The Meaning of Totalitarianism

So it happened that in many parts of the world people were living under a system of government that came to be called totalitarianism. There were differences in the governments of the totalitarian countries, but they were alike in certain important ways. In each of them, the government was controlled by one political party, usually under a dictator and no other political parties were allowed. The ruling party was not satisfied to control the government; its aim was total control of the life of its people. It controlled the courts and the armed forces, labour and industry, science and the arts. In some countries, it controlled religion completely; in others, religious groups were allowed to exist so long as they did not challenge the power of the government.

To keep their strict control of the people, the totalitarian governments set up a secret police and totalitarian countries were often called “police states.” The people had no civil liberties and no part in the governing of the country. They had to obey and do as they were told. If they did not, they risked prison, concentration camp, torture and death.

As totalitarianism spread widely over the world, men began to wonder what had made it possible. The reasons were not too difficult to find . The end of World War I had left many countries, especially those that had been defeated, divided and disorganized. Their weak governments could not solve the problems that faced them. This gave “strong men” the chance to take over the government.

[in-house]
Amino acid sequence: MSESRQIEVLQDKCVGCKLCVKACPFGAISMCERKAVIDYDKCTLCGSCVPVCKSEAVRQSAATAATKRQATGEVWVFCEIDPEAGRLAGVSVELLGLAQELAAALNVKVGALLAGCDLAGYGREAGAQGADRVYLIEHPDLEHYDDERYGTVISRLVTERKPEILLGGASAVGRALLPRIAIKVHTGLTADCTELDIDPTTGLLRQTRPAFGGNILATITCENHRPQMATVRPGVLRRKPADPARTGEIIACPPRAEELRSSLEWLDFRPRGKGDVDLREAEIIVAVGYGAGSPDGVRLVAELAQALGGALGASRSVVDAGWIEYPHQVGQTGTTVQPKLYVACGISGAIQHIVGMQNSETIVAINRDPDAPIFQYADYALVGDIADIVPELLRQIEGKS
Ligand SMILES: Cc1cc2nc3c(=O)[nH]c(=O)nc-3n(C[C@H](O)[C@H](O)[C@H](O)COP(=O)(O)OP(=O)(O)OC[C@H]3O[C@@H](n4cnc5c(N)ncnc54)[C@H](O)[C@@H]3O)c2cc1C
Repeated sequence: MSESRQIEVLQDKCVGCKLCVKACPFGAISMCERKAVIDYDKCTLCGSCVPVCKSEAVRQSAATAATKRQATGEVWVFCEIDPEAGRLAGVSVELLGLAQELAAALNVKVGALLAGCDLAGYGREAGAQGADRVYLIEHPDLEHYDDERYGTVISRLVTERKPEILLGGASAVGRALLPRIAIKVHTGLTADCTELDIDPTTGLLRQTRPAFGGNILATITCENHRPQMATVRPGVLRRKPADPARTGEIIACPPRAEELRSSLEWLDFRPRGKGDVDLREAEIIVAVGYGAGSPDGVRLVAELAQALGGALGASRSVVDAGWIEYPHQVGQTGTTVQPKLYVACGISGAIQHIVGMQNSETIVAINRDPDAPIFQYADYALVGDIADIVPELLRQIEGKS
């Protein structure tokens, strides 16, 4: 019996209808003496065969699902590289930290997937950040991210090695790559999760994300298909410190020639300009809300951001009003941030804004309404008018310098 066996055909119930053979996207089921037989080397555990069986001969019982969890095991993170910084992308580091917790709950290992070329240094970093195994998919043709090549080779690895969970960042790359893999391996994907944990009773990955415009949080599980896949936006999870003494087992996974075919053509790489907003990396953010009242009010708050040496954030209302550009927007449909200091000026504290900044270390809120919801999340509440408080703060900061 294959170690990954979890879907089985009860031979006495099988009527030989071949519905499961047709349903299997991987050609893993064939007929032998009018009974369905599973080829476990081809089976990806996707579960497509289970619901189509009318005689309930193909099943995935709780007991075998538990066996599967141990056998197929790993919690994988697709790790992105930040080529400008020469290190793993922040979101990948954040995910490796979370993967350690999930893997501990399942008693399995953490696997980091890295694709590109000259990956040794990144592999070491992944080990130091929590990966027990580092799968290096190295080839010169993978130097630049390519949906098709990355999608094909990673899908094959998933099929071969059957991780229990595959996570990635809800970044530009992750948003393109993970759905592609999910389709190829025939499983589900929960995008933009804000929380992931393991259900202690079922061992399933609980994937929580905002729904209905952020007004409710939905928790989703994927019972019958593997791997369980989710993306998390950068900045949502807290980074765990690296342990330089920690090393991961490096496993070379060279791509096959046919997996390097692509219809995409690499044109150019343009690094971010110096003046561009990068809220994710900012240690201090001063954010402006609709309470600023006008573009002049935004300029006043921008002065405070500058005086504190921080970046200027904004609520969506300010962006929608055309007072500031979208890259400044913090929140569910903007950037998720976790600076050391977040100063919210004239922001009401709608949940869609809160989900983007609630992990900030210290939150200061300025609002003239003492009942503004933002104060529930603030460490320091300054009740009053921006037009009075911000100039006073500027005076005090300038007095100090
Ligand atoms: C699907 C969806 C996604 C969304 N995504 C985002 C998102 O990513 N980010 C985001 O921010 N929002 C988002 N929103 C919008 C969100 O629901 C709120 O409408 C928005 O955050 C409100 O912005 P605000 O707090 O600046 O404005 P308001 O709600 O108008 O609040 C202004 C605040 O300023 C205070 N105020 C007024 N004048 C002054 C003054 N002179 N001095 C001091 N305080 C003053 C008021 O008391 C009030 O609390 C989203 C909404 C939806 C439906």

Another important reason was the great depression that began around 1929. Business seemed to come to a standstill. Unsold goods piled up in warehouses, while factories shut down and millions of people were thrown out of work. Hungry people were willing to listen to anyone who promised them food and jobs. Freedom no longer seemed to matter; what good was freedom to a starving man? A dictator might improve conditions; things could hardly get worse. At the same time, the leaders of business and industry were afraid of a revolution that might strip them of their wealth. They supported the parties that promised to save the country — and their profits.

The totalitarian governments had no real solution for the problems of their countries. They could grow fat only at someone else’s expense. To survive, they had to gobble up territory owned by other nations. They had to expand — and expansion, if resisted, meant war. The big exception was the Soviet Union. It, too, was totalitarian, but in the early years after the revolution it was too weak to fight. Besides, it was a vast country with great natural resources. Stalin decided that the first thing Russia must do was build up its industry. Meanwhile, Germany, Italy and Japan prepared to grab all they could.

The depression also struck the great democracies of the United States, Great Britain and France. As the depression deepened, the world watched to see what they would do. Could they find a democratic way to solve their problems? Or would they, too, give way to totalitarianism?

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